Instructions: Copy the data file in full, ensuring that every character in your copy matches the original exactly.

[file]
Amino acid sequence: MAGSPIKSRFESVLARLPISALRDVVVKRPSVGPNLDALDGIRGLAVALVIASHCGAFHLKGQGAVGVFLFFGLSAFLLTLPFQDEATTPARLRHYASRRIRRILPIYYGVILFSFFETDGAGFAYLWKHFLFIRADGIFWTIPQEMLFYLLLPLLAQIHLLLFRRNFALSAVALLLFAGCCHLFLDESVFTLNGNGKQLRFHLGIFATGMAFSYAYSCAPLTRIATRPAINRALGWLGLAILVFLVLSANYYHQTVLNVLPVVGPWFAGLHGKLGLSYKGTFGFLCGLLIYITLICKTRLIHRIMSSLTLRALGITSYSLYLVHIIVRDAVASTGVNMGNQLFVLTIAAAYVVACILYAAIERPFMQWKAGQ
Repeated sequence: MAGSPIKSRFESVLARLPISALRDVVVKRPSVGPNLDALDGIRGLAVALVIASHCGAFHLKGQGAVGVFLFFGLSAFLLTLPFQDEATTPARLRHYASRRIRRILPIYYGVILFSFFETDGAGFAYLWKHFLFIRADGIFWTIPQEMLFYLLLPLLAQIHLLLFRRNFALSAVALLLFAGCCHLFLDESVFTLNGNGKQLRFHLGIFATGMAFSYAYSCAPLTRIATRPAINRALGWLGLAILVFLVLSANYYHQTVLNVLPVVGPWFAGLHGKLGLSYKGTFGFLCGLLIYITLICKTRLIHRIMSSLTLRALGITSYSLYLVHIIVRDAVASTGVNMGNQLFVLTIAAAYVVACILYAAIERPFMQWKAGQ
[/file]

Amino acid sequence: MAGSPIKSRFESVLARLPISALRDVVVKRPSVGPNLDALDGIRGLAVALVIASHCGAFHLKGQGAVGVFLFFGLSAFLLTLPFQDEATTPARLRHYASRRIRRILPIYYGVILFSFFETDGAGFAYLWKHFLFIRADGIFWTIPQEMLFYLLLPLLAQIHLLLFRRNFALSAVALLLFAGCCHLFLDESVFTLNGNGKQLRFHLGIFATGMAFSYAYSCAPLTRIATRPAINRALGWLGLAILVFLVLSANYYHQTVLNVLPVVGPWFAGLHGKLGLSYKGTFGFLCGLLIYITLICKTRLIHRIMSSLTLRALGITSYSLYLVHIIVRDAVASTGVNMGNQLFVLTIAAAYVVACILYAAIERPFMQWKAGQ
Repeated sequence: MAGSPIKSRFESVLARLPISALRDVVVKRPSVGPNLDALDGIRGLAVALVIASHCGAFHLKGQGAVGVFLFFGLSAFLLTLPFQDEATTPARLRHYASRRIRRILPIYYGVILFSFFETDGAGFAYLWKHFLFIRADGIFWTIPQEMLFYLLLPLLAQIHLLLFRRNFALSAVALLLFAGCCHLFLDESVFTLNGNGKQLRFHLGIFATGMAFSYAYSCAPLTRIATRPAINRALGWLGLAILVFLVLSANYYHQTVLNVLPVVGPWFAGLHGKLGLSYKGTFGFLCGLLIYITLICKTRLIHRIMSSLTLRALGITSYSLYLVHIIVRDAVASTGVNMGNQLFVLTIAAAYVVACILYAAIERPFMQWKAGQ